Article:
LINCOLN – Over the next few weeks, students of all ages will be returning to school. Whether you are enrolled in grad school or your little one is heading off to kindergarten, thrift shopping for your back-to-school needs is the best way to stick to a budget and prepare yourself for the year ahead. Check out these five tips for shopping smart.
Five Back to School Shopping Tips
Know Before You Go
Before doing any back to school shopping, take inventory of what you already have. Grab any storage bins where you keep clothes for the next season or the next size up. Do a sweep of your house for all of the supplies you already have – pens, pencils, staples, paper or whatever is on the list.
Once you have an inventory, decide what your kids actually need. It might sound simple, but this will keep you from buying the wrong things and forgetting the things that are needed.
Know Where To Go
Before buying brand new, save money and be sustainable by shopping at Goodwill. Take advantage of sales and discounts to get the most out of your money. Goodwill has jeans, shirts, socks, shoes, backpacks, school supplies and more for students of all ages. Find your nearest location here: https://lincolngoodwill.org/shop/find-a-location/
Search For “Double Season” Pieces
Find clothing that will outlast the changing seasons. Look for items that will be great on their own or layered on top or under other pieces. For example, find a skirt that will keep cool in the August heat, but can also be paired with a sweater and tights in the winter. Search for items that have great “bones” (good lining, great durable fabric) and think of ways to use it for more than one season.
Shop the Racks in Various Sizes and Departments
You might be surprised at what you can find in the sections you don’t normally shop. For example, instead of only focusing on the children’s section, opt for the extra small sizes in the adult section.
College students should peek at the selection in both the men’s department and the women’s department. Many items (sweaters, hoodies, t-shirts, turtlenecks, blazers, etc.) are not gender specific and you may score a nice, unexpected find. Don’t be afraid toshop outside of your normal size range either. Items in larger sizes may have shrunk so much that they would fit a smaller sized person perfectly. Likewise, some items just run big — so peeking through the smaller sizes, you just might find something that fits.
Take Your Time
Patience is a virtue when it comes to thrift store shopping. If you really want the best deals and hidden treasures, then spend your time hunting through all of the items on the racks rather than skimming through them. Make it fun by putting on your headphones and listen to a podcast or your favorite music.
Meaningful Employment: The Difference Between Night and Day. The Story Behind the Vine Street Goodwill Mural.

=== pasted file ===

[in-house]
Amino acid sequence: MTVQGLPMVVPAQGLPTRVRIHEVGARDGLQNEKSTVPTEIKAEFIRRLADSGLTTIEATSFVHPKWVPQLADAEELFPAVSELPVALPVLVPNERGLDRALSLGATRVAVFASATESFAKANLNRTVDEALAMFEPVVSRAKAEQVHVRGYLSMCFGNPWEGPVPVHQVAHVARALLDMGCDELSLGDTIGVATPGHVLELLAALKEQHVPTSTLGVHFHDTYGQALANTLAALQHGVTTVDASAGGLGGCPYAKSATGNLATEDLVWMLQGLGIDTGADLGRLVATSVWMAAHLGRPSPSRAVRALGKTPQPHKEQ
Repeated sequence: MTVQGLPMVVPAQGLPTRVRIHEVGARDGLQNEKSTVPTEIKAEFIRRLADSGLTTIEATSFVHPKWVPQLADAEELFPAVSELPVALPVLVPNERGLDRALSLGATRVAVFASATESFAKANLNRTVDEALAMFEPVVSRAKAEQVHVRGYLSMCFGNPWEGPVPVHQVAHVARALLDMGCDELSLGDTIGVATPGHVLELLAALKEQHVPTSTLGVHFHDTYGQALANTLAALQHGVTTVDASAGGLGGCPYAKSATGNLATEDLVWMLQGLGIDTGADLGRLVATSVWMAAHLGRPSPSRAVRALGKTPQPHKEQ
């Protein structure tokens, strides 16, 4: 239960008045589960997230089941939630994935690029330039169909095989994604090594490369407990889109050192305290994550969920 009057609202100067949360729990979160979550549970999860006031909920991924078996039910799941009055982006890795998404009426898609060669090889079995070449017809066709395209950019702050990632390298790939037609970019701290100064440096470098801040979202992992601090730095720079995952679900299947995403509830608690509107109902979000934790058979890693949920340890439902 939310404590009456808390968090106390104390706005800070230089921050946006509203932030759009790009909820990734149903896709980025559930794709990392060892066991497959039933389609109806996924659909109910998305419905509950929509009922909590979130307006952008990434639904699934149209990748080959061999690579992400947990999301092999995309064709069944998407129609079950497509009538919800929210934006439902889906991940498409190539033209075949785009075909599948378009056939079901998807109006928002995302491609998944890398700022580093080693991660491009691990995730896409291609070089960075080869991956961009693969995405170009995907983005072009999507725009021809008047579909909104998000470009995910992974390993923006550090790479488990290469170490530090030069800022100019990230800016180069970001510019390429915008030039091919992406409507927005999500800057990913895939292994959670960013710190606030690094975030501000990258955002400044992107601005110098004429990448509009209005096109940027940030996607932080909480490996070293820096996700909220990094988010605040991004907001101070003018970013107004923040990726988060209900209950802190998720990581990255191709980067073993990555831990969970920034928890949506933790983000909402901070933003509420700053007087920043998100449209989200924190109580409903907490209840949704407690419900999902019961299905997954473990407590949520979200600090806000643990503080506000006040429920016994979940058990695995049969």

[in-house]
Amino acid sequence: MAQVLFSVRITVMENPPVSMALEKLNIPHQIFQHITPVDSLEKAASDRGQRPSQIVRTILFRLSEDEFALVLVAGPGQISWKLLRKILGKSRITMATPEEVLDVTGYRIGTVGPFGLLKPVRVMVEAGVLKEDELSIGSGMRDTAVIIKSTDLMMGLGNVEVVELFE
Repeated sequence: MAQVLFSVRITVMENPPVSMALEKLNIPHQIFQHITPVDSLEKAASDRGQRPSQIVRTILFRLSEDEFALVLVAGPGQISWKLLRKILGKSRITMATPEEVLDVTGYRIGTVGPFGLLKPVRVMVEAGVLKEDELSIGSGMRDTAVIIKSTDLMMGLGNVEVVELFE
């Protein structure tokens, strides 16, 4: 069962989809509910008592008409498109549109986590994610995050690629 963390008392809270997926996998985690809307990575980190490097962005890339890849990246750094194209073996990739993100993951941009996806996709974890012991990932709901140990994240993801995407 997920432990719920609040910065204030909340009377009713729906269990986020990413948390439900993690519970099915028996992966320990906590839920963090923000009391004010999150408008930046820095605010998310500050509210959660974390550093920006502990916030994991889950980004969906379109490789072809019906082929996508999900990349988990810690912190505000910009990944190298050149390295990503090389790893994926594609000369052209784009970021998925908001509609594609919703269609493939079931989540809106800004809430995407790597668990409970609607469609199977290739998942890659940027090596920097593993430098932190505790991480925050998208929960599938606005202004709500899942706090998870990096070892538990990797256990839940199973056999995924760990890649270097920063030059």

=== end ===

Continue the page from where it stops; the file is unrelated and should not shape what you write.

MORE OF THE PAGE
Written by Hannah Casey
The month of March felt more like 100 days than 31 with new COVID-19 guidelines first taking effect. Goodwill stores voluntarily closed to follow state and local government recommendations for social distancing.
The extra time allowed employees to deep clean each store. It also presented the opportunity for reflection.
While at the Vine Street location, the discussion arose of the beautiful mural on the East wall. Wendy Jane Bantam, a local mural artist, created the mural at the store’s grand opening in 1998.
The mural project began when the current Retail Director approached Bantam to create an art piece for the grand opening of the Vine Street location. Bantam was given the prompt, “Believe in the Power of Work”.
Bantam had a personal connection to believe in the power of work. Her mother, a single parent with two kids, taught her the value of work ethic from a young age.
Bantam explained, “She always taught, ‘You need to go to college, but I won’t be able to help you go to college so you need to start working now.’ I got a paper route which I had from the time I was 10 ‘til I was 17. She introduced me to a stock broker when I was 10 to invest my money. I was ten years old so I invested in Hersheys and Smuckers. Then, when I was 14 and 15, I was able to get other jobs around town so I started working all of the time.”
Bantam presented the Retail Director with three different paintings to choose from based on the prompt and what inspired her as an artist. Bantam was in her early 20’s and this would be the biggest project she had completed to date.
She said, “I was painting houses at the time and I always loved nature. I always liked the idea of little roads going off into the distance..they suggest happy possibilities. You never know what’s around the corner. The imagery from the mural came from open ideas like that.”
After the Retail Director chose her favorite piece from the three sketches, Bantam set out to transfer the mural from paper onto the wall. Goodwill set up scaffolding to allow Bantam to safely paint from a height. Bantam utilized a projector to ensure the letters were even and created the rest of the piece free hand.